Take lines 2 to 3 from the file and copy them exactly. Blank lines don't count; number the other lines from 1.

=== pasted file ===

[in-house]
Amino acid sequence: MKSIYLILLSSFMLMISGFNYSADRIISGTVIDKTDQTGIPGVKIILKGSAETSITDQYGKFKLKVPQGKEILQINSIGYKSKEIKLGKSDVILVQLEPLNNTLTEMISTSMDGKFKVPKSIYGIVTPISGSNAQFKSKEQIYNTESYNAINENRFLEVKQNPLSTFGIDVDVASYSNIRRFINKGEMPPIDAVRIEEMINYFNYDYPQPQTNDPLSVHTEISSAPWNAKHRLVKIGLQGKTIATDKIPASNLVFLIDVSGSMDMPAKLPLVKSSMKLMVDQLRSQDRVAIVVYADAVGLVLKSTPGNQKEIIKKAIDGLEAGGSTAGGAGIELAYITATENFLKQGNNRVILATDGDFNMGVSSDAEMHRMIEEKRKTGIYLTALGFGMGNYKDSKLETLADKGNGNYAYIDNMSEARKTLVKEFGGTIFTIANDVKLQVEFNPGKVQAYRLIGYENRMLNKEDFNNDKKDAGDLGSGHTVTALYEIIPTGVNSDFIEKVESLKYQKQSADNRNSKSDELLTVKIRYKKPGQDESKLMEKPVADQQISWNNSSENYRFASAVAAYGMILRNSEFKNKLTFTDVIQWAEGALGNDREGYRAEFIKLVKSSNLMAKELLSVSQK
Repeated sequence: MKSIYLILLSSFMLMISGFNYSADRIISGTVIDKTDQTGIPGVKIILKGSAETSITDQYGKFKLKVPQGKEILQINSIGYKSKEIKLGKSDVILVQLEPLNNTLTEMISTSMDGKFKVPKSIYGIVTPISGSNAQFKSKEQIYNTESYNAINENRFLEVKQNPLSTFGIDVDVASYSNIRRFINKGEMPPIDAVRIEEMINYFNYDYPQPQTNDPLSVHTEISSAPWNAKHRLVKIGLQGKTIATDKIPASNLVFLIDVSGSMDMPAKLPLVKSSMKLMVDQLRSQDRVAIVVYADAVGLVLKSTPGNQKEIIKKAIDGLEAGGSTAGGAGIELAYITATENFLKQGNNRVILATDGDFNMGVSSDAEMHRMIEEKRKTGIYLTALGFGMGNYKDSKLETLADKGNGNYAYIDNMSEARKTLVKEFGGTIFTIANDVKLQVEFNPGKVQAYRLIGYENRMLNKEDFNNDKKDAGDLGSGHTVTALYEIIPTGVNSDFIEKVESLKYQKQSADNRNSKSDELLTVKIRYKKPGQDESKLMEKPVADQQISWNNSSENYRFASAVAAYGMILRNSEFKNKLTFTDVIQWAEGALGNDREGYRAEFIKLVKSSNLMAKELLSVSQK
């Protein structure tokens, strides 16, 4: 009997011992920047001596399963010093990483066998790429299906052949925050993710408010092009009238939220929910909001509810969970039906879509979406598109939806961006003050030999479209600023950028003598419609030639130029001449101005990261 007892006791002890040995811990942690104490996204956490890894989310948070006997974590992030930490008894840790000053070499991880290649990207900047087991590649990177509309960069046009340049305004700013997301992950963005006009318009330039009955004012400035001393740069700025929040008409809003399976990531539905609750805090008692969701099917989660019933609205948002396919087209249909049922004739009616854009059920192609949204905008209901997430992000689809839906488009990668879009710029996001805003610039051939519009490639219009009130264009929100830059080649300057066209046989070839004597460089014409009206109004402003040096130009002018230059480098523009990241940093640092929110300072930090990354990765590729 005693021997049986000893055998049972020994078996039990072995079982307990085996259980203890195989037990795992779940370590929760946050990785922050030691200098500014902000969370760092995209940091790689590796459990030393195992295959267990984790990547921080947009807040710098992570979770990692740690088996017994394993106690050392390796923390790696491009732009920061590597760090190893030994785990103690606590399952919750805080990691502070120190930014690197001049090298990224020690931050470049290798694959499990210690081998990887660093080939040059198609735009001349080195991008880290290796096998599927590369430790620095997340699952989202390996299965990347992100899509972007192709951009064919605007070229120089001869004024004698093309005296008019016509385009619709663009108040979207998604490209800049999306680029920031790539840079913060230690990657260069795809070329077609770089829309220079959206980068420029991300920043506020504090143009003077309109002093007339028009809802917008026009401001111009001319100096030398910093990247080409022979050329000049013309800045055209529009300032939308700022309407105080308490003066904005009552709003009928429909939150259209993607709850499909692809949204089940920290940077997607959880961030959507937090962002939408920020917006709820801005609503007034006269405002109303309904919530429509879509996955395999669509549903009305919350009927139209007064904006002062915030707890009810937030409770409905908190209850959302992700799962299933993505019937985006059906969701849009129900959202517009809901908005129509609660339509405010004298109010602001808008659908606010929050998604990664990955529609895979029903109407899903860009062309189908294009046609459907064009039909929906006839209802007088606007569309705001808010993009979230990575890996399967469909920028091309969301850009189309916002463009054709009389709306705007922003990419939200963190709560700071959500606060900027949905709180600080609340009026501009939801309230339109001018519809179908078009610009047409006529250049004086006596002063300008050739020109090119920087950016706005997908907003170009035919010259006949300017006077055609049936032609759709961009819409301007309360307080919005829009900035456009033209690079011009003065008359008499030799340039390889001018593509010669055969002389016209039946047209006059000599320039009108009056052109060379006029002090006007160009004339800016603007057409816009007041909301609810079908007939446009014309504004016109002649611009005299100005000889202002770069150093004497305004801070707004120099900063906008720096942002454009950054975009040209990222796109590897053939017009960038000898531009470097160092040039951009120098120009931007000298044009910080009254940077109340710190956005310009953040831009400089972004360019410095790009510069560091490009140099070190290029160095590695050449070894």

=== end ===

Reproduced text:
Amino acid sequence: MKSIYLILLSSFMLMISGFNYSADRIISGTVIDKTDQTGIPGVKIILKGSAETSITDQYGKFKLKVPQGKEILQINSIGYKSKEIKLGKSDVILVQLEPLNNTLTEMISTSMDGKFKVPKSIYGIVTPISGSNAQFKSKEQIYNTESYNAINENRFLEVKQNPLSTFGIDVDVASYSNIRRFINKGEMPPIDAVRIEEMINYFNYDYPQPQTNDPLSVHTEISSAPWNAKHRLVKIGLQGKTIATDKIPASNLVFLIDVSGSMDMPAKLPLVKSSMKLMVDQLRSQDRVAIVVYADAVGLVLKSTPGNQKEIIKKAIDGLEAGGSTAGGAGIELAYITATENFLKQGNNRVILATDGDFNMGVSSDAEMHRMIEEKRKTGIYLTALGFGMGNYKDSKLETLADKGNGNYAYIDNMSEARKTLVKEFGGTIFTIANDVKLQVEFNPGKVQAYRLIGYENRMLNKEDFNNDKKDAGDLGSGHTVTALYEIIPTGVNSDFIEKVESLKYQKQSADNRNSKSDELLTVKIRYKKPGQDESKLMEKPVADQQISWNNSSENYRFASAVAAYGMILRNSEFKNKLTFTDVIQWAEGALGNDREGYRAEFIKLVKSSNLMAKELLSVSQK
Repeated sequence: MKSIYLILLSSFMLMISGFNYSADRIISGTVIDKTDQTGIPGVKIILKGSAETSITDQYGKFKLKVPQGKEILQINSIGYKSKEIKLGKSDVILVQLEPLNNTLTEMISTSMDGKFKVPKSIYGIVTPISGSNAQFKSKEQIYNTESYNAINENRFLEVKQNPLSTFGIDVDVASYSNIRRFINKGEMPPIDAVRIEEMINYFNYDYPQPQTNDPLSVHTEISSAPWNAKHRLVKIGLQGKTIATDKIPASNLVFLIDVSGSMDMPAKLPLVKSSMKLMVDQLRSQDRVAIVVYADAVGLVLKSTPGNQKEIIKKAIDGLEAGGSTAGGAGIELAYITATENFLKQGNNRVILATDGDFNMGVSSDAEMHRMIEEKRKTGIYLTALGFGMGNYKDSKLETLADKGNGNYAYIDNMSEARKTLVKEFGGTIFTIANDVKLQVEFNPGKVQAYRLIGYENRMLNKEDFNNDKKDAGDLGSGHTVTALYEIIPTGVNSDFIEKVESLKYQKQSADNRNSKSDELLTVKIRYKKPGQDESKLMEKPVADQQISWNNSSENYRFASAVAAYGMILRNSEFKNKLTFTDVIQWAEGALGNDREGYRAEFIKLVKSSNLMAKELLSVSQK